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X linked mental retardation: a clinical guide
  1. F L Raymond
  1. Correspondence to:
 F Lucy Raymond
 Cambridge Institute of Medical Research, Department of Medical Genetics, University of Cambridge, Addenbrooke’s Hospital, Cambridge, CB2 2XY, UK; flr24{at}


Mental retardation is more common in males than females in the population, assumed to be due to mutations on the X chromosome. The prevalence of the 24 genes identified to date is low and less common than expansions in FMR1, which cause Fragile X syndrome. Systematic screening of all other X linked genes in X linked families with mental retardation is currently not feasible in a clinical setting. The phenotypes of genes causing syndromic and non-syndromic mental retardation (NLGN3, NLGN4, RPS6KA3(RSK2), OPHN1, ATRX, SLC6A8, ARX, SYN1, AGTR2, MECP2, PQBP1, SMCX, and SLC16A2) are first discussed, as these may be the focus of more targeted mutation analysis. Secondly, the relative prevalence of genes causing only non-syndromic mental retardation (IL1RAPL1, TM4SF2, ZNF41, FTSJ1, DLG3, FACL4, PAK3, ARHGEF6, FMR2, and GDI) is summarised. Thirdly, the problem of recurrence risk where a molecular genetics diagnosis has not been made and what proportion of the male excess of mental retardation is due to monogenic disorders of the X chromosome are discussed.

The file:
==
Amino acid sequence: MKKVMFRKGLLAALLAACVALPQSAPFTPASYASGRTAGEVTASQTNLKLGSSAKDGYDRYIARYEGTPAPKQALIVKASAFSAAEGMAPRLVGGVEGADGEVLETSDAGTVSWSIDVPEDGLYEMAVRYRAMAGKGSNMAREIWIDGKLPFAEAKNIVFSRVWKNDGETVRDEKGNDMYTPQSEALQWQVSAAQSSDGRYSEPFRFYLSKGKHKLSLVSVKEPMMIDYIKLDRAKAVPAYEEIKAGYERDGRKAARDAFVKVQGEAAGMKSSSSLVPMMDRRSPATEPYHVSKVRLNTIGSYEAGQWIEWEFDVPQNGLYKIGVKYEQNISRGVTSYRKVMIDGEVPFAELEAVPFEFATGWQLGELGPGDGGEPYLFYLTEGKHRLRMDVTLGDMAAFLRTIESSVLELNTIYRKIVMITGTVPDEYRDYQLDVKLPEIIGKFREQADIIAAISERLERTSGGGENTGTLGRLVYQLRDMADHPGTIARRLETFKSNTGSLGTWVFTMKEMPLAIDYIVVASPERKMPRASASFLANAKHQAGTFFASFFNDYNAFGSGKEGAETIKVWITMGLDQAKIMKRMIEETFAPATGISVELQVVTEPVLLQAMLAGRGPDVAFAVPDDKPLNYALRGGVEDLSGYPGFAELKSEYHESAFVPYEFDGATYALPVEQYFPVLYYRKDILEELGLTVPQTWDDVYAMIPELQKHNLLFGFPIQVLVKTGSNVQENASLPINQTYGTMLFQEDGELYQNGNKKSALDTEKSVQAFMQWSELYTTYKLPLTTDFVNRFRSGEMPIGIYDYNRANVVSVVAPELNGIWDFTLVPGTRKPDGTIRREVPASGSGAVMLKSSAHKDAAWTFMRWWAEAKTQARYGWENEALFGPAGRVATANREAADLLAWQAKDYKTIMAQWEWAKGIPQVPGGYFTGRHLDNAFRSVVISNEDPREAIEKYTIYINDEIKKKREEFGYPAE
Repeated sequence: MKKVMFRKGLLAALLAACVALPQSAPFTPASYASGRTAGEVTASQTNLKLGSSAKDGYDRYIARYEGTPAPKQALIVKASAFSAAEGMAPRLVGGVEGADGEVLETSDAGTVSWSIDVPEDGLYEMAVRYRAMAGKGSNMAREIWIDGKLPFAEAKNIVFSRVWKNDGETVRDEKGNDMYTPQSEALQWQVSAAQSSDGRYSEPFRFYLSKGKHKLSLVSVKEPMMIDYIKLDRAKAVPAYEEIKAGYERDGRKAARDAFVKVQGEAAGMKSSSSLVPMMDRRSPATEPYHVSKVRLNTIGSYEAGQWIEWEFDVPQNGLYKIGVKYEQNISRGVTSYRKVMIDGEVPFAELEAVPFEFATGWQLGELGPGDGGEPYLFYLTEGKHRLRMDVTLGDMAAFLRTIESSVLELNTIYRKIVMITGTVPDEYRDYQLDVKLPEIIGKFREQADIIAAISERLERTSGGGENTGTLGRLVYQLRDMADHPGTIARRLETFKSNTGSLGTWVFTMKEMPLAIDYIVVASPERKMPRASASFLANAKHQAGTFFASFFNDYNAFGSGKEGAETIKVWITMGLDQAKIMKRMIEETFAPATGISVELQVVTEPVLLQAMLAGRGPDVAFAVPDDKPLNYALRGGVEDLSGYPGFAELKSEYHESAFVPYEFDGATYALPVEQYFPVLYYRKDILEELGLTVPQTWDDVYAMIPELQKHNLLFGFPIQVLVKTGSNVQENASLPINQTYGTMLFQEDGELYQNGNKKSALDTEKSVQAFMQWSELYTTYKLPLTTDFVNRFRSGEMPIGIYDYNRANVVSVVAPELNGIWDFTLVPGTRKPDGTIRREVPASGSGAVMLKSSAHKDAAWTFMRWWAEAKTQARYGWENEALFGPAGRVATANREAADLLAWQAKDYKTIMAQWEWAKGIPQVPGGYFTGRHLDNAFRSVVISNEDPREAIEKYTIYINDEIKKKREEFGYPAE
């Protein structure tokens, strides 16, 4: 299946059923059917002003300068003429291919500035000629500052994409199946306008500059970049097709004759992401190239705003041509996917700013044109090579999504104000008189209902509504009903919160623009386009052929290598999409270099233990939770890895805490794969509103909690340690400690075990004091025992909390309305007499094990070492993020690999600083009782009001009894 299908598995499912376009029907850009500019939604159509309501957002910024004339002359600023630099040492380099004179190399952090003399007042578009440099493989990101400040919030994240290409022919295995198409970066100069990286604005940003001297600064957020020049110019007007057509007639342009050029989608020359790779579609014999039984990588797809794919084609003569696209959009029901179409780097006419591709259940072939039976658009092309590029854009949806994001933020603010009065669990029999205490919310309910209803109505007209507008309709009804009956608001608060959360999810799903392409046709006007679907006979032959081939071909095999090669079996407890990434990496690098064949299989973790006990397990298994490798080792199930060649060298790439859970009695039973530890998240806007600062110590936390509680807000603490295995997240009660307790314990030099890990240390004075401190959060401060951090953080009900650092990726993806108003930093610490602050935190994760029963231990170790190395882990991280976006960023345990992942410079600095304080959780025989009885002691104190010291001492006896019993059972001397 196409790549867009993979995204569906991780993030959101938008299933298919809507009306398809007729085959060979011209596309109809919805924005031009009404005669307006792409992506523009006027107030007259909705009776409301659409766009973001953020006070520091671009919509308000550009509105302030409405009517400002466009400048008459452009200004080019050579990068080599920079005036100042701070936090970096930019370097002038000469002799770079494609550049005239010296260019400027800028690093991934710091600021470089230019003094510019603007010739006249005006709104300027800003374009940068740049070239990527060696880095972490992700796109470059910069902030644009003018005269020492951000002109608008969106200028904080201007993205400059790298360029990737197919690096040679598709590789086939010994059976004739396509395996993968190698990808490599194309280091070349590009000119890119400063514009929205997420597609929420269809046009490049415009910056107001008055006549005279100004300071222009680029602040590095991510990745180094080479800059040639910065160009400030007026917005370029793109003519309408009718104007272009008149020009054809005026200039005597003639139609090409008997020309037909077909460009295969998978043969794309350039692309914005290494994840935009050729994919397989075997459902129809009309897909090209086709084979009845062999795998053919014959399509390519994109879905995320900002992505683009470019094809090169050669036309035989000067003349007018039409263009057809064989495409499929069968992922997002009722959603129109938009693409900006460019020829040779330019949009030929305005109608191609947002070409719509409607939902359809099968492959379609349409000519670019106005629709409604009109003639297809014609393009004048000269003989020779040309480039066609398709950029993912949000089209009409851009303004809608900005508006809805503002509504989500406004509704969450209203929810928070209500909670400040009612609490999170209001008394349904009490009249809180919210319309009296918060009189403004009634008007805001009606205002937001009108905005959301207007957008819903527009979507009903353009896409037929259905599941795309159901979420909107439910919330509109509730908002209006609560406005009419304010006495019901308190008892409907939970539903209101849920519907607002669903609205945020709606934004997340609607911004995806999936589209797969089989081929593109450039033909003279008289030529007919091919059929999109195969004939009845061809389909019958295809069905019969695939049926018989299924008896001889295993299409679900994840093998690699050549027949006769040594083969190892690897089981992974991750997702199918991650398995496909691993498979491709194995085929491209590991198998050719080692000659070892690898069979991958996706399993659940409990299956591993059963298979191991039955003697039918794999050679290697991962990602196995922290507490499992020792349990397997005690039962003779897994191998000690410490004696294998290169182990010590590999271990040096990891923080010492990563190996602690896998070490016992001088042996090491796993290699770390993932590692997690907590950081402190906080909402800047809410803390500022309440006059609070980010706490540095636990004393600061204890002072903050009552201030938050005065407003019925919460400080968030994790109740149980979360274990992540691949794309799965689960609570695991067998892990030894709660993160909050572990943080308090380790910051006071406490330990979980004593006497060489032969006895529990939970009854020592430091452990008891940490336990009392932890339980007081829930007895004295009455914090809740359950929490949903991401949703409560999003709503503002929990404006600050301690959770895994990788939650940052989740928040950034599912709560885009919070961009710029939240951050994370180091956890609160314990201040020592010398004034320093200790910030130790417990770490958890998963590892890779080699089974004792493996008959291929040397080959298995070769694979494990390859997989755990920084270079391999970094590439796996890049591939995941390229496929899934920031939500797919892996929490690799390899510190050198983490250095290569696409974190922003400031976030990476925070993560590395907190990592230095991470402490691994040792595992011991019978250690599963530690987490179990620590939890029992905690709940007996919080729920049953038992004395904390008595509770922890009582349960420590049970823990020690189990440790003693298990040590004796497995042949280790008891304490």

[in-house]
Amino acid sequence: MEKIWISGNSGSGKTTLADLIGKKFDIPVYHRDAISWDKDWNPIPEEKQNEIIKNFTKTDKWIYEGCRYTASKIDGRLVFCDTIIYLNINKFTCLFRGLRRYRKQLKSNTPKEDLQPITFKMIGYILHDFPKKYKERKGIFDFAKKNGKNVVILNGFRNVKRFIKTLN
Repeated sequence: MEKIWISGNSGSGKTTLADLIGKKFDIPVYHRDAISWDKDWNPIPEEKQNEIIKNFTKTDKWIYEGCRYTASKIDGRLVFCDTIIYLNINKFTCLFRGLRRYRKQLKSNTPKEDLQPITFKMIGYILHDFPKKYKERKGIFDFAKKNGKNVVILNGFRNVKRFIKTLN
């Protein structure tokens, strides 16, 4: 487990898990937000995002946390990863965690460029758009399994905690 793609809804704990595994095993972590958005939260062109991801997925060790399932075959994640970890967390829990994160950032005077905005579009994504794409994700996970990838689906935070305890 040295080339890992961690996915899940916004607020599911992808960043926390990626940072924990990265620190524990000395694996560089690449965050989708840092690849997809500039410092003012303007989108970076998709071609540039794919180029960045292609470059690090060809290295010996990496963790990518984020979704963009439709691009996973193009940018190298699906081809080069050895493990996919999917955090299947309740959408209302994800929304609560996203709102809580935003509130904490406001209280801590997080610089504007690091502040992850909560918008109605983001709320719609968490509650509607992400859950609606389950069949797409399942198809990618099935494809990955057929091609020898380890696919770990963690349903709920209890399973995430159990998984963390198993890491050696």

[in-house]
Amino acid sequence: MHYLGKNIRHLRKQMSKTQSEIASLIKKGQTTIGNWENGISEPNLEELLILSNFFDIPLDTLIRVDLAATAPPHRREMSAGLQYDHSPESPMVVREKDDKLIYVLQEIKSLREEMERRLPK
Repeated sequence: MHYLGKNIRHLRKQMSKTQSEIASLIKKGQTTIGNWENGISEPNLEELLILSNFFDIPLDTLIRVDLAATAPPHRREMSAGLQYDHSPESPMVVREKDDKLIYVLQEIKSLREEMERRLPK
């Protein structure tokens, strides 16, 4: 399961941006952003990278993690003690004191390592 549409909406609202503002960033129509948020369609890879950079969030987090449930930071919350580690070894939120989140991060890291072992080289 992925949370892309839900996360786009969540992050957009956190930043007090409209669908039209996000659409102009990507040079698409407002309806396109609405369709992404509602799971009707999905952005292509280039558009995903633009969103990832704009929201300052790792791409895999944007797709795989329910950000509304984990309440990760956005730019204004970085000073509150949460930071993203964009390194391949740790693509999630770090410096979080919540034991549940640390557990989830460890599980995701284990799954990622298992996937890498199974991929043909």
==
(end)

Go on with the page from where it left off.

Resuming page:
• mental retardation
  • recurrence risks
  • X chromosome
  • X linked
  • X linked mental retardation
  • XLMR
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  • Published Online First 23 August 2005

  • The GOLD study project is supported by the Wellcome Trust and is being carried out in collaboration with the Wellcome Sanger Institute.

  • Competing interests: none declared

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